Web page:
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Let the Creditor Know if You Can't Make a Payment
The worst thing you can do when you don't have the money to make your minimum monthly payment is to just not pay. If you know ahead of time that you aren't going to be able to make your credit card payment call your creditor immediately. You will probably be able to get the late fee waived or get an extension to make the payment. Failing completely to make your credit card payments shows that you lack responsibility and will severely affect your credit report.
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Stay Within 25-30% of Your Limit
Another way to learn how to use a credit card responsibly is to stay within 25-30% of your total credit limit. For instance, if you combine all of your credit and have a total limit of $5,000, try to keep the balances below $1,300 at all times. This shows potential creditors that view your credit history that you aren't getting in over your head and aren't buying things you can't afford. Having a lower balance on your credit cards is also much easier to handle as far as minimum monthly payments and ultimately paying the balances completely.
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Call for a Lower Interest Rate
Many people don't realize that it's usually possible to negotiate a lower interest rate on credit cards in good standing. If your account has been in good standing for at least six months, and ideally has a low balance, if any, try calling your credit card company to ask for a lower interest rate. The interest rate determines how much you pay when you carry a balance on your credit card so negotiating a better deal is a great way to use a credit card responsibly.
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Don't Use One Card to Pay Another
Another incorrect way to use a credit card responsibly is to pay off the balance of one card with another. This may seem obvious but many people start down this road and end up with large amounts of debt they have no way to handle.
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Do Not Keep Credit Cards in Your Wallet/Purse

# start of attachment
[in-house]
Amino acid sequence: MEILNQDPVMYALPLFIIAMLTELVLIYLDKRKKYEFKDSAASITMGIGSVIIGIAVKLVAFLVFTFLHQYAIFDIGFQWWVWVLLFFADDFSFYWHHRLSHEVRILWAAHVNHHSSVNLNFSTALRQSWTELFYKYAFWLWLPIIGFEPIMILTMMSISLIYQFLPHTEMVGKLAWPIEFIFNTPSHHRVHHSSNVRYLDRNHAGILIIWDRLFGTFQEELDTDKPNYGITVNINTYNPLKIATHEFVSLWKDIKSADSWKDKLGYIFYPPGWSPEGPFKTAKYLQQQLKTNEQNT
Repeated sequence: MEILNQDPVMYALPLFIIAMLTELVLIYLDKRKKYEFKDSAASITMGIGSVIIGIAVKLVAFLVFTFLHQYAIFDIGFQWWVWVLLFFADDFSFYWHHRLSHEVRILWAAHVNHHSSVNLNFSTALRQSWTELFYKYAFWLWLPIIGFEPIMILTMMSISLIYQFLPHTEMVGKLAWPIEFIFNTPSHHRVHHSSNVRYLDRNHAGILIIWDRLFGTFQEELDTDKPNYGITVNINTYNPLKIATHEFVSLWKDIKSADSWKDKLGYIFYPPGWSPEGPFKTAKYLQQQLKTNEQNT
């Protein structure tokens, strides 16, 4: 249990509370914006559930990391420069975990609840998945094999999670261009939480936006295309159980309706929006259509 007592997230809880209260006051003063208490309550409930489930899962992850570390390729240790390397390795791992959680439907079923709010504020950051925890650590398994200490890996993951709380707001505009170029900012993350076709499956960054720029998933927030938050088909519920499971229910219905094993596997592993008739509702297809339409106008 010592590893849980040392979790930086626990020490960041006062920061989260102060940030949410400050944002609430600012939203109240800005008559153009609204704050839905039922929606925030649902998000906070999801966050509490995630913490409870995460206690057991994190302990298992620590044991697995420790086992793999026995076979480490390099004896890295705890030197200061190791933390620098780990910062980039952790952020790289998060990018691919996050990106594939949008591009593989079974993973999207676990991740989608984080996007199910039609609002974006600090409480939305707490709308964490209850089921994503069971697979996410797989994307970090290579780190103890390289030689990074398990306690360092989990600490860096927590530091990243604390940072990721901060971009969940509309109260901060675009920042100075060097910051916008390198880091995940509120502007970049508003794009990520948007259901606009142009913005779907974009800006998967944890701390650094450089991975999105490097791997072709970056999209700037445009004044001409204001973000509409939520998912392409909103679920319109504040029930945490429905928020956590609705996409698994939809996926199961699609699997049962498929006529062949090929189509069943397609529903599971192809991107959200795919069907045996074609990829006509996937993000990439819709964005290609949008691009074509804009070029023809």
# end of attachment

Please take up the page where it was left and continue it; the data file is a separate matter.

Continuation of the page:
Credit cards shouldn't be used to buy everyday purchases and always having your credit cards with you in your wallet or purse will cause a large temptation to use them. If you don't have a legitimate use for your credit card, the responsible thing to do is leave it at home.
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Keep Receipts for Credit Card Purchases
Another important step to using a credit card responsibly is to keep the receipts for all credit card purchases. This allows you to compare the credit card statements you receive with the receipts, making sure all charges are correct and allowing you to dispute them if they are not.
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Benefits of Responsible Credit Card Use
There are many benefits to using a credit card responsibly. To begin with, you're building a credit history that will be with you your whole life. Your credit history, and thus your credit score, will determine the rates you get on credit cards, car loans, mortgages, and more. Responsible credit use also gives you security, such as knowing you have the means to pay for important car repairs before you have the cash. Once you learn responsible credit card use you can also qualify for and use rewards cards, which give cash back, plane tickets, merchandise and more when you use your credit card. Understanding the benefits to responsible credit card use can help you resist the temptation to rack up debt and learn to pay your credit cards in full each month.